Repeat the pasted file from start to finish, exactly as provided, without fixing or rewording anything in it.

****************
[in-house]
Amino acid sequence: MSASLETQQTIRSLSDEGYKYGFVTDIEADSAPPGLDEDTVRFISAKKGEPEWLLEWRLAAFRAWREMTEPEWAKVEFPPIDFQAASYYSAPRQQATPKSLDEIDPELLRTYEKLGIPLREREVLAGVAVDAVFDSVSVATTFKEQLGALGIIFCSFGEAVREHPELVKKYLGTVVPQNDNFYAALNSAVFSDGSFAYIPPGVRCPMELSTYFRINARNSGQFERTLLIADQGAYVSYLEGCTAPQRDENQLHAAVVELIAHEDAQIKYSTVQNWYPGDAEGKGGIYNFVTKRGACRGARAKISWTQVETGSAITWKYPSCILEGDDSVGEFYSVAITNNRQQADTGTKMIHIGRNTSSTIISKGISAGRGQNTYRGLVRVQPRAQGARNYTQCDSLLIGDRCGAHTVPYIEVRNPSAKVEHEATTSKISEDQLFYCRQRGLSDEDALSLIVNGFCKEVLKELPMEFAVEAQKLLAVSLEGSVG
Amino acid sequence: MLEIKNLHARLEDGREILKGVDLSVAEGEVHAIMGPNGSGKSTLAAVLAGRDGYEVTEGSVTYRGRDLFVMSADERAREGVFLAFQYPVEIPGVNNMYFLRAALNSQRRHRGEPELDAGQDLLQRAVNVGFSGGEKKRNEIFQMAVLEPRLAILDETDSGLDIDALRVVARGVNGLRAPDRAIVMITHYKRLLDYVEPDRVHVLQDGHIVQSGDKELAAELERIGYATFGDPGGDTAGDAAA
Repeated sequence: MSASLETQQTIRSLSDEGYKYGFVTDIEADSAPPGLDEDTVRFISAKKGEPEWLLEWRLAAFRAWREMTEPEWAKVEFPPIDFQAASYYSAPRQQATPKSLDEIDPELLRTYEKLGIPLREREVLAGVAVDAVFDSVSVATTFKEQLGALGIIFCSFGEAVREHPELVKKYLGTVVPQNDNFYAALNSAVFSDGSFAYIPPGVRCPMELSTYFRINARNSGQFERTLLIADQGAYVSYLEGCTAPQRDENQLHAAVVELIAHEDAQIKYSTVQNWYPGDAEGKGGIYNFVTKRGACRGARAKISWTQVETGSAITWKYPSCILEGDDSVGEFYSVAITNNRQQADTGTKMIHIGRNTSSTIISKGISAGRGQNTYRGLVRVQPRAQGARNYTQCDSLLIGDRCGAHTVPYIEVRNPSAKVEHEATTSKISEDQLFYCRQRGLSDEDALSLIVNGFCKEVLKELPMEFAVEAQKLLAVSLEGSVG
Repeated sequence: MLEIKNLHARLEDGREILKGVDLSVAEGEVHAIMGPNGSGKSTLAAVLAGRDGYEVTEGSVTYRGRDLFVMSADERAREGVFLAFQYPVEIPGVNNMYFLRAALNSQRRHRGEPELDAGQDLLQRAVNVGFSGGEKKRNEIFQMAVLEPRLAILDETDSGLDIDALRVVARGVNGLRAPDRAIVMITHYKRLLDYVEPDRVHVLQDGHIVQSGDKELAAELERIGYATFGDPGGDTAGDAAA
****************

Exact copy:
[in-house]
Amino acid sequence: MSASLETQQTIRSLSDEGYKYGFVTDIEADSAPPGLDEDTVRFISAKKGEPEWLLEWRLAAFRAWREMTEPEWAKVEFPPIDFQAASYYSAPRQQATPKSLDEIDPELLRTYEKLGIPLREREVLAGVAVDAVFDSVSVATTFKEQLGALGIIFCSFGEAVREHPELVKKYLGTVVPQNDNFYAALNSAVFSDGSFAYIPPGVRCPMELSTYFRINARNSGQFERTLLIADQGAYVSYLEGCTAPQRDENQLHAAVVELIAHEDAQIKYSTVQNWYPGDAEGKGGIYNFVTKRGACRGARAKISWTQVETGSAITWKYPSCILEGDDSVGEFYSVAITNNRQQADTGTKMIHIGRNTSSTIISKGISAGRGQNTYRGLVRVQPRAQGARNYTQCDSLLIGDRCGAHTVPYIEVRNPSAKVEHEATTSKISEDQLFYCRQRGLSDEDALSLIVNGFCKEVLKELPMEFAVEAQKLLAVSLEGSVG
Amino acid sequence: MLEIKNLHARLEDGREILKGVDLSVAEGEVHAIMGPNGSGKSTLAAVLAGRDGYEVTEGSVTYRGRDLFVMSADERAREGVFLAFQYPVEIPGVNNMYFLRAALNSQRRHRGEPELDAGQDLLQRAVNVGFSGGEKKRNEIFQMAVLEPRLAILDETDSGLDIDALRVVARGVNGLRAPDRAIVMITHYKRLLDYVEPDRVHVLQDGHIVQSGDKELAAELERIGYATFGDPGGDTAGDAAA
Repeated sequence: MSASLETQQTIRSLSDEGYKYGFVTDIEADSAPPGLDEDTVRFISAKKGEPEWLLEWRLAAFRAWREMTEPEWAKVEFPPIDFQAASYYSAPRQQATPKSLDEIDPELLRTYEKLGIPLREREVLAGVAVDAVFDSVSVATTFKEQLGALGIIFCSFGEAVREHPELVKKYLGTVVPQNDNFYAALNSAVFSDGSFAYIPPGVRCPMELSTYFRINARNSGQFERTLLIADQGAYVSYLEGCTAPQRDENQLHAAVVELIAHEDAQIKYSTVQNWYPGDAEGKGGIYNFVTKRGACRGARAKISWTQVETGSAITWKYPSCILEGDDSVGEFYSVAITNNRQQADTGTKMIHIGRNTSSTIISKGISAGRGQNTYRGLVRVQPRAQGARNYTQCDSLLIGDRCGAHTVPYIEVRNPSAKVEHEATTSKISEDQLFYCRQRGLSDEDALSLIVNGFCKEVLKELPMEFAVEAQKLLAVSLEGSVG
Repeated sequence: MLEIKNLHARLEDGREILKGVDLSVAEGEVHAIMGPNGSGKSTLAAVLAGRDGYEVTEGSVTYRGRDLFVMSADERAREGVFLAFQYPVEIPGVNNMYFLRAALNSQRRHRGEPELDAGQDLLQRAVNVGFSGGEKKRNEIFQMAVLEPRLAILDETDSGLDIDALRVVARGVNGLRAPDRAIVMITHYKRLLDYVEPDRVHVLQDGHIVQSGDKELAAELERIGYATFGDPGGDTAGDAAA